There were some ready-made kurakkan dosais I could have had, but the lady in charge of the dosai stall refused to sell it to me and insisted she would make some while I wait. Apparently, the key element here was to serve it warm as the dosai becomes quite hard and dry after a while. Quality assurance standards, hygiene and professionalism is maintained and is a matter of personal pride for these wonderful ladies. I have never had kurakkan dosai before and was not disappointed. While it is certainly not the traditional fare, it was certainly delicious with the sambaru (mixed vegetable curry) and sambol. Kudos to the cook for insisting on eating it warm.

The roti was also piping hot and served with some of the best lunumiris I have had in a while. (And Yes! No maldive fish here. So much win!). I was pleasantly surprised by the addition of mukunuwenna, and I think it is a welcome change to eating it as a mallung (cooked greens). All this was placed on a Kanda leaf and that means no single use lunch sheets were used. 

(Dosai being prepared at the restaurant)
(Polos cutlets)

Meanwhile, Ramesh had a fabulous string-hopper feed. This too was made while we watched. Literally from the stove to the plate. This came with some dhal curry and a coconut sambol. Ramesh teamed it up with a hot hot parippu vadai (made out of dhal, this is similar to the falafel – Rs 20/-). The food tasted like home, love and a determination to strive for bigger and better things. While, one might say cooking might be the stereotypical role of a woman we were happy to see women in business, taking on entrepreneurial challenges and making a positive change in  their lives and livelihood.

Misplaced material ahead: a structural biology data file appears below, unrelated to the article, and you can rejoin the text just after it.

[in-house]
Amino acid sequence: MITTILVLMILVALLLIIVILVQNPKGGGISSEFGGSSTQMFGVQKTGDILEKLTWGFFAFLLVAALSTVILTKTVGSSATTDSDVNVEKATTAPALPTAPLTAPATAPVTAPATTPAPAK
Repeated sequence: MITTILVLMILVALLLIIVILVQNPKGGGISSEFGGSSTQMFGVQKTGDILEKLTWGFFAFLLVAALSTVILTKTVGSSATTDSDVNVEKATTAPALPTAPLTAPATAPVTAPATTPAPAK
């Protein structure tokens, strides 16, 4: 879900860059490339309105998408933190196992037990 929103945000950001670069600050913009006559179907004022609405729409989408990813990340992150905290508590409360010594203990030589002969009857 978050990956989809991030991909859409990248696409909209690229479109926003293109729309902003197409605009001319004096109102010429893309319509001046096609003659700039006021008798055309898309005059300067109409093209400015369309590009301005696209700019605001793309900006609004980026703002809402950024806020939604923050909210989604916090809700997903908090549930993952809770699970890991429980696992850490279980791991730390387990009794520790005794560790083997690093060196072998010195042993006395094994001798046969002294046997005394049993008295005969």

(A collection of food items, including wadai)

Being the gluttons that we are, we finished up our meal with a steaming cup of Belimal (herbal drink made out of the flowers of the beli fruit) and some local sweet meats. Created mainly with rice flour, treacle, coconut milk and other such plant based ingredients, Sri Lankan sweet meats are the best as they are truly vegan! One must remember however, that most of these are deep fried in oil therefore is not great for your health. But this was a treat.

Ramesh had pani walalu while I had a veli thalapa and narang kavum. They complimented well with the belimal and it was a truly relaxing afternoon. All this while watching some wondering storks and the wind playing with the leaf laden branches that was right across us was idyllic and therapeutic. 

In Conclusion, we LOVED Hela Bojun, not only for the food but also for what it stands for. Our complete meal for two cost us less than Rs 500/ and imagine how wonderful it is for those on a tight budget. It is definitely a service in itself.  

Most of all, it is incredible how we can make our daily staples vegan by simply not adding maldive fish. We as a nation are truly lucky that switching to vegetarian or vegan meals is actually easier than we think it is. 

In Hela Bojun Part Two we plan to engage with the ladies who run this wonderful enterprise and of course dig into more food. 

In the meantime, do not forget to drop by Hela Bojun and also tune in to our video food reviews on social media.

Until our next vegan food adventure, this is Suramya saying TTFN.